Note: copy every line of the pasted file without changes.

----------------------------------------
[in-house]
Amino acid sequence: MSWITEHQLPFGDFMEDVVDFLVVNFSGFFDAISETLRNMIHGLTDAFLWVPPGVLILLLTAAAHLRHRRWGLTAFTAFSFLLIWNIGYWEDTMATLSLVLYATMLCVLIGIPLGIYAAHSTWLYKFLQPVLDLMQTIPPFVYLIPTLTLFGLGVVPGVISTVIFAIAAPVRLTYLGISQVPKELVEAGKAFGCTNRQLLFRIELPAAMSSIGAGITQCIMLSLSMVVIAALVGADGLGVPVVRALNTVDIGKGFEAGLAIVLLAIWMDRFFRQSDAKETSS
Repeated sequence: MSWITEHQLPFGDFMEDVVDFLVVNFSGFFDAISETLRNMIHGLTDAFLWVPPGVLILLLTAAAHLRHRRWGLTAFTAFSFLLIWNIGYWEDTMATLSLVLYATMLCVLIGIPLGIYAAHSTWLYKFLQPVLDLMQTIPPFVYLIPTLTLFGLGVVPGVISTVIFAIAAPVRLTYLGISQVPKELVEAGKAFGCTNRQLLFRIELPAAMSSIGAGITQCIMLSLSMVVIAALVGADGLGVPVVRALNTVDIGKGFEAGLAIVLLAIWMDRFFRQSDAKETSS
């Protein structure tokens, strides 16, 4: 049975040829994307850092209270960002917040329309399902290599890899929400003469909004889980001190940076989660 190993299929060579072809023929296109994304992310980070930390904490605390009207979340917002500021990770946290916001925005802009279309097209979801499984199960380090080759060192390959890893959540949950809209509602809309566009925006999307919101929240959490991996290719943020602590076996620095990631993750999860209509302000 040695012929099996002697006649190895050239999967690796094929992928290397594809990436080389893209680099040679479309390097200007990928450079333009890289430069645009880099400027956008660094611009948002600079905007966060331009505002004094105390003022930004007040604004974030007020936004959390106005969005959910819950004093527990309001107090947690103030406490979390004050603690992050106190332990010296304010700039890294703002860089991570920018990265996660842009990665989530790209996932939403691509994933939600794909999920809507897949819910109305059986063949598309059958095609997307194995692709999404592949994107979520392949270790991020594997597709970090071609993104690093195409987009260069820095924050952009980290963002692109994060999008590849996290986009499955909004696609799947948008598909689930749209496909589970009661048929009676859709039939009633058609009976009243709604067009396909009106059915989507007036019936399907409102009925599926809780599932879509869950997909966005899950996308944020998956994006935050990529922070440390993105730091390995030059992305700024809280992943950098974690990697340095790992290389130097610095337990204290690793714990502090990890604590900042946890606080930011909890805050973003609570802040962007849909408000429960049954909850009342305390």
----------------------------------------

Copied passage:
[in-house]
Amino acid sequence: MSWITEHQLPFGDFMEDVVDFLVVNFSGFFDAISETLRNMIHGLTDAFLWVPPGVLILLLTAAAHLRHRRWGLTAFTAFSFLLIWNIGYWEDTMATLSLVLYATMLCVLIGIPLGIYAAHSTWLYKFLQPVLDLMQTIPPFVYLIPTLTLFGLGVVPGVISTVIFAIAAPVRLTYLGISQVPKELVEAGKAFGCTNRQLLFRIELPAAMSSIGAGITQCIMLSLSMVVIAALVGADGLGVPVVRALNTVDIGKGFEAGLAIVLLAIWMDRFFRQSDAKETSS
Repeated sequence: MSWITEHQLPFGDFMEDVVDFLVVNFSGFFDAISETLRNMIHGLTDAFLWVPPGVLILLLTAAAHLRHRRWGLTAFTAFSFLLIWNIGYWEDTMATLSLVLYATMLCVLIGIPLGIYAAHSTWLYKFLQPVLDLMQTIPPFVYLIPTLTLFGLGVVPGVISTVIFAIAAPVRLTYLGISQVPKELVEAGKAFGCTNRQLLFRIELPAAMSSIGAGITQCIMLSLSMVVIAALVGADGLGVPVVRALNTVDIGKGFEAGLAIVLLAIWMDRFFRQSDAKETSS
């Protein structure tokens, strides 16, 4: 049975040829994307850092209270960002917040329309399902290599890899929400003469909004889980001190940076989660 190993299929060579072809023929296109994304992310980070930390904490605390009207979340917002500021990770946290916001925005802009279309097209979801499984199960380090080759060192390959890893959540949950809209509602809309566009925006999307919101929240959490991996290719943020602590076996620095990631993750999860209509302000 040695012929099996002697006649190895050239999967690796094929992928290397594809990436080389893209680099040679479309390097200007990928450079333009890289430069645009880099400027956008660094611009948002600079905007966060331009505002004094105390003022930004007040604004974030007020936004959390106005969005959910819950004093527990309001107090947690103030406490979390004050603690992050106190332990010296304010700039890294703002860089991570920018990265996660842009990665989530790209996932939403691509994933939600794909999920809507897949819910109305059986063949598309059958095609997307194995692709999404592949994107979520392949270790991020594997597709970090071609993104690093195409987009260069820095924050952009980290963002692109994060999008590849996290986009499955909004696609799947948008598909689930749209496909589970009661048929009676859709039939009633058609009976009243709604067009396909009106059915989507007036019936399907409102009925599926809780599932879509869950997909966005899950996308944020998956994006935050990529922070440390993105730091390995030059992305700024809280992943950098974690990697340095790992290389130097610095337990204290690793714990502090990890604590900042946890606080930011909890805050973003609570802040962007849909408000429960049954909850009342305390």